Suicide and opioids

There is a distinction between intentional suicide by drug overdose and unintentional, accidental overdose deaths.

Interventions to prevent overdose deaths in suicidal people will differ from interventions targeted as accidental overdoses.

Strategies for reducing opioid-overdose deaths do not include screening for suicide risk, nor do they address the need to tailor interventions for suicidal persons.

There is inaccuracy of data on the proportion of suicides among opioid-overdose deaths, which are frequently classified as undetermined if there is no documented history of depression or a suicide note.

In 2016, the CDC reported 42,000 opioid-overdose fatalities, including an unknown number of suicides.

In 2017 there was an estimated number of deaths among Americans from suicide and unintentional overdose of 110,749.

More than 40% of suicide and overdose deaths in 2017 were known to involve opioids.

There is a direct relationship of opioid usage and links to suicide risk.

Opioid use disorders have a distinctly strong relationship with suicide as compared with other substance use disorders.

Pain causes alterations in the neurocircuitry related to reward, which results in vulnerability to suicide and potentially to riskier use of opioids

The two populations that are more likely to receive opioid prescriptions are patients with chronic pain and those with mood disorders.

Chronic pain diagnoses are associated with opioid overdose and  to suicide: The association is mediated by the quantity of opioids prescribed.

These persons are also at greater risk for suicide.

Patients with a substance use disorder are at increased risk for suicide.

Difficulties in ascertaining the manner of death probably results in the und2242eporting of opioid-overdose deaths as suicides.

Patients with opioids use disorder motivation to live might be eroded by addiction, and therefore engage in increasingly risky behaviors despite a lack of conscious suicidal intent.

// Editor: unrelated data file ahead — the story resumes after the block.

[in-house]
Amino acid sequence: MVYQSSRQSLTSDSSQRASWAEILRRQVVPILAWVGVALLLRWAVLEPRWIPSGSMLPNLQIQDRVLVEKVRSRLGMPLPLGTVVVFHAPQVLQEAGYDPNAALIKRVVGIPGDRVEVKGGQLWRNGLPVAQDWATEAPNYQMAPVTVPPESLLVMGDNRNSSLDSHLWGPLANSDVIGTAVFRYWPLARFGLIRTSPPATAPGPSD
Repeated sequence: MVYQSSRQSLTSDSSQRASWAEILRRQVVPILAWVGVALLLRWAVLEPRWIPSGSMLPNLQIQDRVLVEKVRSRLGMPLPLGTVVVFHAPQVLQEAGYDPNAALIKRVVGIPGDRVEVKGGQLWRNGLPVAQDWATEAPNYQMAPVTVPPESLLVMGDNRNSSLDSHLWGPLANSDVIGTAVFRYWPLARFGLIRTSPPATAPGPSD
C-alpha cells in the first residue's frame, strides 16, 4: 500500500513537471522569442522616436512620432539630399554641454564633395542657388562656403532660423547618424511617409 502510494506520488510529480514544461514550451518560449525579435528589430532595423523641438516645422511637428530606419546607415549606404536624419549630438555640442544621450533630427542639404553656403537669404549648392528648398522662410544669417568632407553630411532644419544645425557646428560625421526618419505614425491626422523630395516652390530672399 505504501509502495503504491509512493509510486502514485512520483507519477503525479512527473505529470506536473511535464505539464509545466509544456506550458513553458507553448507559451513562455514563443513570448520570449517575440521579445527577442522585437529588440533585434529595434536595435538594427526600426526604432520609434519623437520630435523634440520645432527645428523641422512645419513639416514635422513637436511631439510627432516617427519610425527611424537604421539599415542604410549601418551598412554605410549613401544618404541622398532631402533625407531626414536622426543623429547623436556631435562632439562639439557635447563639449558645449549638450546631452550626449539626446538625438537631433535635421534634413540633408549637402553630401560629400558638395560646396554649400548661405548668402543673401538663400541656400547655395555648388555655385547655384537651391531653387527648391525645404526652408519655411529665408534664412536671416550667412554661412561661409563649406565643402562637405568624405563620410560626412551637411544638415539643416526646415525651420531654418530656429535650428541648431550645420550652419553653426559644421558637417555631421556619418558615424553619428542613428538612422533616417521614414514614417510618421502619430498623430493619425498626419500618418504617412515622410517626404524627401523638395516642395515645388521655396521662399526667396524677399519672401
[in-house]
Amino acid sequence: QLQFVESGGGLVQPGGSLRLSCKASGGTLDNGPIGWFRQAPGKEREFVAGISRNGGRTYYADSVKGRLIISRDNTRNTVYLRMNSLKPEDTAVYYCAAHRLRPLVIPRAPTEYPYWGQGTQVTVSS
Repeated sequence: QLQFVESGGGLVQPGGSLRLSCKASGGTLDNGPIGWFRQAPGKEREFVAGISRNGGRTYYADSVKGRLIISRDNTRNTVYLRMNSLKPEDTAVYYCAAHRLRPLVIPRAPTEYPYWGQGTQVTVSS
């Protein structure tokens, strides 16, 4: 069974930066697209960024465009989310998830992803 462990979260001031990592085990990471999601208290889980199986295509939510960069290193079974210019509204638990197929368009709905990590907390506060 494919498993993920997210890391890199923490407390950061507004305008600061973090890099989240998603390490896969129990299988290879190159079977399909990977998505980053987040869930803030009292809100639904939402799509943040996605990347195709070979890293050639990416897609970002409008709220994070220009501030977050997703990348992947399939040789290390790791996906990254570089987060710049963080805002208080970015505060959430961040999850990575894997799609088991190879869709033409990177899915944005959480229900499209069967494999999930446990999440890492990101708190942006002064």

The CDC estimated that of 44,965 suicides in the United States in 2016, about 50% were carried out by firearm and about 15% by drug overdose.

The percentage of the estimated 42,000 opioid-overdose deaths in 2016 that were suicides is not well documented.

A challenge in determining the manner of death in opioid-overdose fatalities is that the medical examiner does not know the decedent’s intent with certainty.

The percentages of overdose deaths classified as undetermined vary ranging from 1% to 85% with an average of 8%.

Information from multiple sources strongly suggest that the proportion of opioid-overdose deaths that are suicides is considerable.

The diagnoses of any substance use disorder is associated with increased suicide risk.

Among persons with opioid use disorder, the suicide risk is 87 in 100,000 — six times the general U.S. population rate of 14 in 100,000; even after controlling for other suicide risk factors such as coexisting psychiatric diagnoses.

Opioid use disorder more than doubles the risk of suicide among women and increased the risk among men by 30%.

In 2014 data from the National Survey of Drug Use and Health showed that an opioid use disorder involving prescription opioids was associated with an increase of 40 to 60% in the risk of suicidal ideation.

People using opioids regularly are at greatest risk of suicide.

People using opioids are about 75% more likely to make suicide plans and twice as likely to attempt suicide as people who do not have any opioid use.

Suicidal ideation and attempts are predictors of eventual suicide.

2006–2011 data from the Nationwide Emergency Department Sample with information on more than 250,000 emergency department visits by adults for opiate overdose show that only 54% of the overdoses were classified as unintentional, 26.5% intentional, and 20.0% were undetermined: suggesting that the proportion of suicides among opioid-overdose deaths is somewhere between 20% and 30%.

The use of medications and drugs in combination with opioids can further increase risk of death.
The use of alcohol and cocaine increases the risk of death of both suicide and unintentional overdose.
The use of benzodiazepines are associated with an intentional overdose and suicide among individuals taking opioids.

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